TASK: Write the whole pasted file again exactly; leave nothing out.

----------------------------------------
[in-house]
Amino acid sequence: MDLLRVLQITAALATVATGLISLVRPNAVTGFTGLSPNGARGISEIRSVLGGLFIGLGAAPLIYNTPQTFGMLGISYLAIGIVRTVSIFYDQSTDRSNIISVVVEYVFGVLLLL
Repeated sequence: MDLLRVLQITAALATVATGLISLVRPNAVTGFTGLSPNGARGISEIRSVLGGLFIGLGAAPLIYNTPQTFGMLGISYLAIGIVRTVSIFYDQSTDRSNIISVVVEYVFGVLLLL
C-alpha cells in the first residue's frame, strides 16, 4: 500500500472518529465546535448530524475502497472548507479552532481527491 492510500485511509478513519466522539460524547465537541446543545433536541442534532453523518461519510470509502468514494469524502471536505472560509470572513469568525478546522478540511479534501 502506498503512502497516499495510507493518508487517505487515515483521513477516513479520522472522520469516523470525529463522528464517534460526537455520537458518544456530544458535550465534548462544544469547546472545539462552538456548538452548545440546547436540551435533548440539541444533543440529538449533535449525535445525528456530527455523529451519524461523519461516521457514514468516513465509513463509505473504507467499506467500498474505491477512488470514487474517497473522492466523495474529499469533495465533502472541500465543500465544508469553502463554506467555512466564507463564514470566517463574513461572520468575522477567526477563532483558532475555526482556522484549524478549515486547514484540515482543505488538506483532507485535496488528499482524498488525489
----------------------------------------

[in-house]
Amino acid sequence: MDLLRVLQITAALATVATGLISLVRPNAVTGFTGLSPNGARGISEIRSVLGGLFIGLGAAPLIYNTPQTFGMLGISYLAIGIVRTVSIFYDQSTDRSNIISVVVEYVFGVLLLL
Repeated sequence: MDLLRVLQITAALATVATGLISLVRPNAVTGFTGLSPNGARGISEIRSVLGGLFIGLGAAPLIYNTPQTFGMLGISYLAIGIVRTVSIFYDQSTDRSNIISVVVEYVFGVLLLL
C-alpha cells in the first residue's frame, strides 16, 4: 500500500472518529465546535448530524475502497472548507479552532481527491 492510500485511509478513519466522539460524547465537541446543545433536541442534532453523518461519510470509502468514494469524502471536505472560509470572513469568525478546522478540511479534501 502506498503512502497516499495510507493518508487517505487515515483521513477516513479520522472522520469516523470525529463522528464517534460526537455520537458518544456530544458535550465534548462544544469547546472545539462552538456548538452548545440546547436540551435533548440539541444533543440529538449533535449525535445525528456530527455523529451519524461523519461516521457514514468516513465509513463509505473504507467499506467500498474505491477512488470514487474517497473522492466523495474529499469533495465533502472541500465543500465544508469553502463554506467555512466564507463564514470566517463574513461572520468575522477567526477563532483558532475555526482556522484549524478549515486547514484540515482543505488538506483532507485535496488528499482524498488525489